"I don't play the game for money," Jerebko told MLive's Brendan Savage. "We'll see what happens when I have a discussion with my agent. Like I said, eight more games to finish the season out then I'll start thinking about the future."

    For Jerebko and the Pistons, there's no time like the present for that.

26. Boston Celtics

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    Things really are getting weird for the Boston Celtics, aren't they?

    Getting eliminated from the playoffs for the first time since 2006-07 was one thing. The C's all but expected that would happen once Doc Rivers, Kevin Garnett and Paul Pierce had all been shipped out this past summer.

    But if some things in Beantown change, can't others stay the same? Like, you know, Rajon Rondo's long-running tiff with Joakim Noah?

    Apparently not. Rondo spoke of his respect for Noah during the point guard's stint as Mike Gorman's sidekick during the C's-Bulls broadcast this past week. When told of the apparent thaw on Rondo's behalf, Noah spoke of the role that Bill Duffy, the agent that he and Rondo share, may play in a future (dare I say it?) friendship between the two.

    "We have the same agent, and it’s interesting," Noah told the huddled media masses after the Bulls swept their back-to-back set against Boston, via the Boston Herald's Mark Murphy. "I always ask my agent, how is Rajon? How is he? We don’t really have that conversation with each other. I’m sure it will happen one day. As you get older you realize you can compete and still have respect for your opponent."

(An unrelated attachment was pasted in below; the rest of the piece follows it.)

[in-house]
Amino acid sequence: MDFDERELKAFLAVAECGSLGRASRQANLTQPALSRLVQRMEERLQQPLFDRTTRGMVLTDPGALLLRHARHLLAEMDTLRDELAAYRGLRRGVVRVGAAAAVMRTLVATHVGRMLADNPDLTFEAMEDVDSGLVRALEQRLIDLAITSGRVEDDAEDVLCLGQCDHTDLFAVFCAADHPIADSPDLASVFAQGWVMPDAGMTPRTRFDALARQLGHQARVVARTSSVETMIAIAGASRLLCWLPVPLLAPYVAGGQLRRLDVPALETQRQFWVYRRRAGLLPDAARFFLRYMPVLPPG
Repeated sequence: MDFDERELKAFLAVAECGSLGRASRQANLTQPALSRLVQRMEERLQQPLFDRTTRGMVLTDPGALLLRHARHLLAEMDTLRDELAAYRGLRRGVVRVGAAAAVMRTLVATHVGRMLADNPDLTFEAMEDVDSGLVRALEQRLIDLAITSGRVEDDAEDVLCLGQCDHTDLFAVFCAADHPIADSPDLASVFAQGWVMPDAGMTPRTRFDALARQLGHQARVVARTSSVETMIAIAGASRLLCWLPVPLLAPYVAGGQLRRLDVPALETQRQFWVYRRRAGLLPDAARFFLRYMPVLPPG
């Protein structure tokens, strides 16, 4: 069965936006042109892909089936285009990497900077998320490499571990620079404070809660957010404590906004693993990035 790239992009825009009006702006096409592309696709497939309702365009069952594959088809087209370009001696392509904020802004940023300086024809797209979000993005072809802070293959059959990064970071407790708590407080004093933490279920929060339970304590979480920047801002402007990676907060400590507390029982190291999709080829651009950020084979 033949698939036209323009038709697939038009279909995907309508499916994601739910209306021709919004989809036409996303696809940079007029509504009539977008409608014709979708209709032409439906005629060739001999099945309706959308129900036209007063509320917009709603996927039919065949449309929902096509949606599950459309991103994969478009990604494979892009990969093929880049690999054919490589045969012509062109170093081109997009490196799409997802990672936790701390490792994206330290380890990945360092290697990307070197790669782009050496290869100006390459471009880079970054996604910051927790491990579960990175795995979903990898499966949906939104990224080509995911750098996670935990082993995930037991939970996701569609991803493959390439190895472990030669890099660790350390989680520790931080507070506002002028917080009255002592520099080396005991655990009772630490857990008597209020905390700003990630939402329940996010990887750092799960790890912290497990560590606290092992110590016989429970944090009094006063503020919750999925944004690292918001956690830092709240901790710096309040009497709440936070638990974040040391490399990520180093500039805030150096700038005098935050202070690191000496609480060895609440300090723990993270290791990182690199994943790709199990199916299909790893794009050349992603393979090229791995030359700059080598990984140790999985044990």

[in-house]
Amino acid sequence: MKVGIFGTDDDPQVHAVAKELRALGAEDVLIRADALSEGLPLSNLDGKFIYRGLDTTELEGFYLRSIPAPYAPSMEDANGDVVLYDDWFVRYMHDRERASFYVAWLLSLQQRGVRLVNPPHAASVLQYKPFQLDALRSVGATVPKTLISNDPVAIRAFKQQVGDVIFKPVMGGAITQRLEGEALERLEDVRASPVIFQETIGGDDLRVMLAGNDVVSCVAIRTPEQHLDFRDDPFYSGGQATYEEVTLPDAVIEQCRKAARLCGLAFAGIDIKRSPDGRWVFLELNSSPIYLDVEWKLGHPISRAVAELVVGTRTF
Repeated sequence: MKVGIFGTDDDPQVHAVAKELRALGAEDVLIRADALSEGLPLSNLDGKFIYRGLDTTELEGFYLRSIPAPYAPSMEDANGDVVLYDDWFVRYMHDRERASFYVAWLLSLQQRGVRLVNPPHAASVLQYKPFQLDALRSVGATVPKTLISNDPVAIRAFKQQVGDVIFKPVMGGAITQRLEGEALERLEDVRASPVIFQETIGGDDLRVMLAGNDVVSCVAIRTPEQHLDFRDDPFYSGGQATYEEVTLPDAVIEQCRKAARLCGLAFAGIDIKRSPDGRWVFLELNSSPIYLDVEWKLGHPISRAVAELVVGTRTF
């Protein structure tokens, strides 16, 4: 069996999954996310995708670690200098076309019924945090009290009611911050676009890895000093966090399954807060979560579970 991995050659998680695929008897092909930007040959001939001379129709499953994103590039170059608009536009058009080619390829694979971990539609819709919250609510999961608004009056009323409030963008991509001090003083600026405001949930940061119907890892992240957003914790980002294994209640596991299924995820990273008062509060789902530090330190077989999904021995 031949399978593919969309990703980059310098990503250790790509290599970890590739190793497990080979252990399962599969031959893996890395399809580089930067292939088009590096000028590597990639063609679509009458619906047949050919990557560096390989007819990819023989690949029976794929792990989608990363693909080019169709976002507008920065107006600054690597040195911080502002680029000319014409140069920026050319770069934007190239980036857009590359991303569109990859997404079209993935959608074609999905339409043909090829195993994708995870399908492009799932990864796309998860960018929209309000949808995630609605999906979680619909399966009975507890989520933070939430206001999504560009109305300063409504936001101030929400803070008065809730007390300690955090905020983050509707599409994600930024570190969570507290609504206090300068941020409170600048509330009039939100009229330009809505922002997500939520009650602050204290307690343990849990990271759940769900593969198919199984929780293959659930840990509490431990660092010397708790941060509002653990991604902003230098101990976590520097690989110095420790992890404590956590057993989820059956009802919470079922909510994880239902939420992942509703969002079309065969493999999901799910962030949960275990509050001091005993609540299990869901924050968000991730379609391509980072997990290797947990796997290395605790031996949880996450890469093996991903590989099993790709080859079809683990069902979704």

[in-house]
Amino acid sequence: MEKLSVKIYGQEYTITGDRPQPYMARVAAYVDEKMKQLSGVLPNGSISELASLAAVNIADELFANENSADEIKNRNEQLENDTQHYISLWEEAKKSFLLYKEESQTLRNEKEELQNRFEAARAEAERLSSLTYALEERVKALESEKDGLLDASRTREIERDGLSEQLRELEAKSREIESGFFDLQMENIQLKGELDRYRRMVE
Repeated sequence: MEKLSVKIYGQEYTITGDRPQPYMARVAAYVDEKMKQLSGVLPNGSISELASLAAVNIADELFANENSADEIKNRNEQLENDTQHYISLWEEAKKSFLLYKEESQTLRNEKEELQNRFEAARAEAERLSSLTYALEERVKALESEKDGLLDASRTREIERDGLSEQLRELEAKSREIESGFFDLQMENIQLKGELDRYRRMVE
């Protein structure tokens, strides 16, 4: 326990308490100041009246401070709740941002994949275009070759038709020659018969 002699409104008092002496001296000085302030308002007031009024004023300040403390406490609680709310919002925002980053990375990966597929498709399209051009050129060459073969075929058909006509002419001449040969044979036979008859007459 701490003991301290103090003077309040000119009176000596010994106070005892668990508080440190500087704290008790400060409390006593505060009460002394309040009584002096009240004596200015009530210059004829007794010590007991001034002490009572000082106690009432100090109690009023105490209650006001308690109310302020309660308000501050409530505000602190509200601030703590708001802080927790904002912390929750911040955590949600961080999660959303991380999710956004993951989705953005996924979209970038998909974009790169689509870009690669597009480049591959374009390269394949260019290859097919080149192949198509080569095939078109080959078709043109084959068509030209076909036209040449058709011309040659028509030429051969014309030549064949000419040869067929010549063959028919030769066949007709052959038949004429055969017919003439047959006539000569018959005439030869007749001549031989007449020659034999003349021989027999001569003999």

Rondo, though, was quick to pump the brakes on any budding relationship with Noah. "We’re not friends. No. He’s not on my team," Rondo added. "We have respect for each other. We’ve both accomplished things in this league, we’re both competitors, we love to win and hate to lose.

    "But you play against somebody for 10 years, you probably won’t like the guy."

    That's more like it.

25. Orlando Magic

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    What do LeBron James, Carmelo Anthony, Dwyane Wade and Chris Bosh have in common with Jordan Crawford, Jared Sullinger, Kemba Walker, Al Jefferson and Nikola Vucevic?

    They've all been named Eastern Conference Player of the Week this season.

    Vucevic's first such honor came after a three-game set in which he averaged 22.7 points and 14.3 rebounds while shooting 58.3 percent from the field for the Orlando Magic. Those numbers were bolstered by Vucevic's 24-point, 23-rebound bonanza during the Magic's 110-105 overtime win against the surging Charlotte Bobcats.